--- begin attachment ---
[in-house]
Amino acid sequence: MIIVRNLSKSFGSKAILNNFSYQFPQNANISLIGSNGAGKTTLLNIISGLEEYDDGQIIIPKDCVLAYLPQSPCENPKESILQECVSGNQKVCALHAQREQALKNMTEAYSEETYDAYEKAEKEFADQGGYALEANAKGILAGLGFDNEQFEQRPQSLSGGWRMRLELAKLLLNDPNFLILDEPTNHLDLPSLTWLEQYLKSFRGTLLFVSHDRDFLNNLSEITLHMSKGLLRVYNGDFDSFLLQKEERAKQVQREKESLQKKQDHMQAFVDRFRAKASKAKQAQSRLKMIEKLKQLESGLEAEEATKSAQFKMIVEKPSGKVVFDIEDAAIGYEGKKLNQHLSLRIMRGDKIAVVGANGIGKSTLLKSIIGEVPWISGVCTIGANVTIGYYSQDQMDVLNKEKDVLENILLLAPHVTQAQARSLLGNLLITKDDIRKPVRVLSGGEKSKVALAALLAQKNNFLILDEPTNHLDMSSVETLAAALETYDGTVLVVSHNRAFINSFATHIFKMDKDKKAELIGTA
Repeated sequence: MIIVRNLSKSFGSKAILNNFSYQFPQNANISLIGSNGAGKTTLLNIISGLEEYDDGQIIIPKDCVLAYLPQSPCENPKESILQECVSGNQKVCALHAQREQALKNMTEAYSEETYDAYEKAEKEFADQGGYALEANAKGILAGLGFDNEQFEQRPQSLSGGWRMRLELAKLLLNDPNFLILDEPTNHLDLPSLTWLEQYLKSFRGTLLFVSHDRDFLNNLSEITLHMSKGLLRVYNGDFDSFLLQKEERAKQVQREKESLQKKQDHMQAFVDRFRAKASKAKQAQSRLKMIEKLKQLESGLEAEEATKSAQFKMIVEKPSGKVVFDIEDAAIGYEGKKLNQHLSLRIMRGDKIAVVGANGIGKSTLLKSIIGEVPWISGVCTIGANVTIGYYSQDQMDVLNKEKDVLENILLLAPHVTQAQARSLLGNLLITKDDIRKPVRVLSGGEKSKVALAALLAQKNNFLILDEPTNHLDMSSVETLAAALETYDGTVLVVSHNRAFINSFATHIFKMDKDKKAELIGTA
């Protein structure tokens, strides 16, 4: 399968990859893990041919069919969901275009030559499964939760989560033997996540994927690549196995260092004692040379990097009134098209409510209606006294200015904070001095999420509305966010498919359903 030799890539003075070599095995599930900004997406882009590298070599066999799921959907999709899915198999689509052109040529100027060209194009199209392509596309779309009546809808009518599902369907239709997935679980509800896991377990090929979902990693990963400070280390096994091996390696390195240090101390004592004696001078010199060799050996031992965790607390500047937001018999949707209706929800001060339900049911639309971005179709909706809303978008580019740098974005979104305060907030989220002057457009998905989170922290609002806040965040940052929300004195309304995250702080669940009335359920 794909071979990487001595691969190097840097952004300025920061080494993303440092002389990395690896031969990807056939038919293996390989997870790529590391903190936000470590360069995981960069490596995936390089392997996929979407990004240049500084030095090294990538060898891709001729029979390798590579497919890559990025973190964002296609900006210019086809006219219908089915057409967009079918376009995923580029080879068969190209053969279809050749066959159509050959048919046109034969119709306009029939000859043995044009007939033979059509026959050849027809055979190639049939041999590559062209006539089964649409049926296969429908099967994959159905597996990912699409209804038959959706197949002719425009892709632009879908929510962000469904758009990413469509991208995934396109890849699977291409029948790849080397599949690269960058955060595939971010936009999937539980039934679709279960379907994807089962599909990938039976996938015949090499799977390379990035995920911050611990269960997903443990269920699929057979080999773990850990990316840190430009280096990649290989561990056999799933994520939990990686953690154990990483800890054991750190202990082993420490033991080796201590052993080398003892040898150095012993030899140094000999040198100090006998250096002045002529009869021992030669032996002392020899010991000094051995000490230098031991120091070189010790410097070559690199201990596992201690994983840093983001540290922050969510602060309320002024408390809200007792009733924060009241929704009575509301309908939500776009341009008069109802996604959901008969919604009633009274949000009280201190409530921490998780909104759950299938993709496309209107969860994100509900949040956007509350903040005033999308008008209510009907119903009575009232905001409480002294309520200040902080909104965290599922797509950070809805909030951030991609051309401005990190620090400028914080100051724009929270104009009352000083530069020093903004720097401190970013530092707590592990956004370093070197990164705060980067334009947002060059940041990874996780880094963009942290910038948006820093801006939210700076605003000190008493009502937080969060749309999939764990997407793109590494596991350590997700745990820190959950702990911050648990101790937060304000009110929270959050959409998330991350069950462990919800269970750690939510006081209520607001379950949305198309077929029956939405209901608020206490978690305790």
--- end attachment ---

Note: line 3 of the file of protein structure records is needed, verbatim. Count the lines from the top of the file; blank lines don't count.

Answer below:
Repeated sequence: MIIVRNLSKSFGSKAILNNFSYQFPQNANISLIGSNGAGKTTLLNIISGLEEYDDGQIIIPKDCVLAYLPQSPCENPKESILQECVSGNQKVCALHAQREQALKNMTEAYSEETYDAYEKAEKEFADQGGYALEANAKGILAGLGFDNEQFEQRPQSLSGGWRMRLELAKLLLNDPNFLILDEPTNHLDLPSLTWLEQYLKSFRGTLLFVSHDRDFLNNLSEITLHMSKGLLRVYNGDFDSFLLQKEERAKQVQREKESLQKKQDHMQAFVDRFRAKASKAKQAQSRLKMIEKLKQLESGLEAEEATKSAQFKMIVEKPSGKVVFDIEDAAIGYEGKKLNQHLSLRIMRGDKIAVVGANGIGKSTLLKSIIGEVPWISGVCTIGANVTIGYYSQDQMDVLNKEKDVLENILLLAPHVTQAQARSLLGNLLITKDDIRKPVRVLSGGEKSKVALAALLAQKNNFLILDEPTNHLDMSSVETLAAALETYDGTVLVVSHNRAFINSFATHIFKMDKDKKAELIGTA